2. Check out some additional ways you can save energy and save money, including:

  • Sealing leaks
  • Installing a programmable thermostat
  • Cleaning and changing your furnace filters
  • Selecting ENERGY STARTM products
  • Turning off lights and unplugging electronics that are not in use
  • Running only full loads of laundry

3. Join the conversation on social media with #EEDAY2017

UC Davis Heads to Denver to Compete in the 2017 Solar Decathlon

Beginning on October 5, 2017, UC Davis will compete alongside 12 different teams in the U.S. Department of Energy Solar Decathlon hosted in Denver, Colorado.

Click here to see a video about their house.

The U.S. Department of Energy Solar Decathlon is a collegiate competition made up of 10 contests that challenge student teams to design and build full-size, solar-powered houses. The winner of the competition is the team that best blends design excellence and smart energy production with innovation, market potential, and energy and water efficiency.

Free public tours of all the homes will be available from October 5-9 and October 12-15. Please visit solardecathlon.gov for the full schedule and to learn more.

For the first time, the Solar Decathlon is offering at-home visitors a unique virtual event experience. Visit the Solar Decathlon Facebook page to experience daily tours broadcast live.

UC Davis Welcomes its Inaugural Class of Energy Graduate Group Students

We are excited to welcome UC Davis’ inaugural class of 16 UC Davis Energy Graduate Group students. These students will earn master’s or doctoral degrees in Energy Systems and will receive the interdisciplinary training required to tackle the energy challenges of the 21st century and beyond.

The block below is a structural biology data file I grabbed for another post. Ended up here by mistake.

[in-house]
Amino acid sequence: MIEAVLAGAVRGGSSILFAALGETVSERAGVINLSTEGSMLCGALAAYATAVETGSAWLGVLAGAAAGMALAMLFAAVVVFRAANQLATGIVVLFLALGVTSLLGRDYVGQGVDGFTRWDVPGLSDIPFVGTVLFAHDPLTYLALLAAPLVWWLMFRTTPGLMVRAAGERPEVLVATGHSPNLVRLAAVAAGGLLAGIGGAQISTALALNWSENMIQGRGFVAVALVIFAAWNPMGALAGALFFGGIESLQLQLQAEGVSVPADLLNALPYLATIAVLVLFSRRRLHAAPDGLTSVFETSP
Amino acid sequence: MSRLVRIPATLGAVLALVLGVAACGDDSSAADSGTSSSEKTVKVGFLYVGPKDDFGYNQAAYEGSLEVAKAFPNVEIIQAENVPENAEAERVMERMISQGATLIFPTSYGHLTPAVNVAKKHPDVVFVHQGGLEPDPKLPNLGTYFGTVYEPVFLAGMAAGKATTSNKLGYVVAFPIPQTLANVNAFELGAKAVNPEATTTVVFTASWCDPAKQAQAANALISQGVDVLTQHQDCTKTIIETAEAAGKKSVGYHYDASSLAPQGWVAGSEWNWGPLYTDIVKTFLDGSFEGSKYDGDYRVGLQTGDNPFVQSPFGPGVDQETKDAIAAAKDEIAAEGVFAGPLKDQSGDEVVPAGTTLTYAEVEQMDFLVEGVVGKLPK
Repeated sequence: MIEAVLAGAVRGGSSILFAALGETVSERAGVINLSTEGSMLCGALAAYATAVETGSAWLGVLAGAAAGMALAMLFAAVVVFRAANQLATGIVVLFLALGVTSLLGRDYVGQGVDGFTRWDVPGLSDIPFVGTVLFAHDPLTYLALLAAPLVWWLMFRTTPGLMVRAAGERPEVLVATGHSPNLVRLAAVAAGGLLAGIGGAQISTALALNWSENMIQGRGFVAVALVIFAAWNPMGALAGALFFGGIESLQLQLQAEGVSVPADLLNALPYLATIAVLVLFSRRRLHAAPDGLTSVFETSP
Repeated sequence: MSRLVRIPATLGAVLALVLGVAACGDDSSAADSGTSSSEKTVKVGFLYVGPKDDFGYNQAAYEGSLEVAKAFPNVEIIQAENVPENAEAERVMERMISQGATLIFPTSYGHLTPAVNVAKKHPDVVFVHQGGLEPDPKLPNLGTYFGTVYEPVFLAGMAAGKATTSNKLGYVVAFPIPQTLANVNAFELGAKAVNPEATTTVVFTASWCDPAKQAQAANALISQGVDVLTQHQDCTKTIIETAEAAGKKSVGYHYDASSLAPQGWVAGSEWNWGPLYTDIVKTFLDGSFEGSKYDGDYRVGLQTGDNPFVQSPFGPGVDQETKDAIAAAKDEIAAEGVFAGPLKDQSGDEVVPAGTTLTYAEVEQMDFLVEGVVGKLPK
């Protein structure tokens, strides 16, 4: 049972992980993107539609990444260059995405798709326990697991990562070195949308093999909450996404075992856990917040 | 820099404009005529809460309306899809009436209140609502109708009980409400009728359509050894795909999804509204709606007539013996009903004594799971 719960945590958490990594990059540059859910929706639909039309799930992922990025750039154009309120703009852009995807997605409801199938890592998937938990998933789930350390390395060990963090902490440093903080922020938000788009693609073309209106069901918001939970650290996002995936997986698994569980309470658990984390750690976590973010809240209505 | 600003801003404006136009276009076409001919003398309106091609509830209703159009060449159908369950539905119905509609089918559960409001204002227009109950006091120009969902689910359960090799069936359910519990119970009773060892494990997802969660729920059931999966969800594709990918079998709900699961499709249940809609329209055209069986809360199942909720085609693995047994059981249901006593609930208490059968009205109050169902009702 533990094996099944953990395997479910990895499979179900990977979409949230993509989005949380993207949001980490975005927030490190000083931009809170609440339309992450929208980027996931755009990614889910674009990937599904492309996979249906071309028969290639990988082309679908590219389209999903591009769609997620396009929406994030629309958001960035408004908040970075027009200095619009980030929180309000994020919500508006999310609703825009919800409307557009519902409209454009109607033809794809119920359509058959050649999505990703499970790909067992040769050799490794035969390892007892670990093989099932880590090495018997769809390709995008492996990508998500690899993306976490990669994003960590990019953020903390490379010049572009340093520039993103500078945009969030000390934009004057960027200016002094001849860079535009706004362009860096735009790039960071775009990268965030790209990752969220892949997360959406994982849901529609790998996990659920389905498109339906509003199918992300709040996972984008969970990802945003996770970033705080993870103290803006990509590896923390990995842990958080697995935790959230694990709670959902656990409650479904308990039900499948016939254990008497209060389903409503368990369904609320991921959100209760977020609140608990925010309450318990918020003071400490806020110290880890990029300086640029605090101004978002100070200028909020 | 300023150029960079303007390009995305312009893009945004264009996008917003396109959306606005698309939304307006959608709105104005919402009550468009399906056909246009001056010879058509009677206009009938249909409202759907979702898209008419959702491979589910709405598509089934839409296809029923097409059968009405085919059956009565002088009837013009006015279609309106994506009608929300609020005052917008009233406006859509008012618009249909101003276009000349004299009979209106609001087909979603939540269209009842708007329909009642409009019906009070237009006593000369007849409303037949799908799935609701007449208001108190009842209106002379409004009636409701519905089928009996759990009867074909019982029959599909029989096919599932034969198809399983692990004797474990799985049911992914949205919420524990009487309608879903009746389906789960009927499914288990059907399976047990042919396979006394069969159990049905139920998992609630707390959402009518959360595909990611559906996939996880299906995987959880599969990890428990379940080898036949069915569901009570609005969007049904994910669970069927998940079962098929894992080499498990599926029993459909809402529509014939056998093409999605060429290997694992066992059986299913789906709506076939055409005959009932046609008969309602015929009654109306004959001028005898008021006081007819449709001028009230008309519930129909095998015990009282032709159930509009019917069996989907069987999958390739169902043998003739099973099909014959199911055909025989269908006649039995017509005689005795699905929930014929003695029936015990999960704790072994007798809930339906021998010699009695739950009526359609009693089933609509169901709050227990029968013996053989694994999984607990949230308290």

During their first week on campus, September 11-14, students are participating in an orientation program–Power Trip–where they will be introduced to a wide variety of energy-related research and policy work at UC Davis and in the Sacramento/Bay area through discussions with researchers and leaders from industry, government, public interest groups, and academia.

For more information on the Energy Graduate Group, click here.

UC Davis Ranked 9th in the Nation for ‘Public Good’

UC Davis was ranked 9th in the nation by Washington Monthly magazine for contributions to the “public good.” The magazine defines the “public good” as social mobility (recruiting and graduating low-income students), research (producing cutting-edge scholarship and Ph.D.s) and service (encouraging students to give back to their country).

To read the full article, please click here.

Kurt Kornbluth Received UC Davis’ Inaugural Chancellor’s International Engagement Achievement Award

Kurt Kornbluth, an adjunct assistant professor in the Department of Biological and Agricultural Engineering and founding director of the Program for International Energy Technologies, which, through its D-Lab courses, involves students in solving real-life energy problems in developing countries, is one of  two recipients of UC Davis’ inaugural Chancellor’s International Engagement Achievement Awards.

To read the full article, please click here.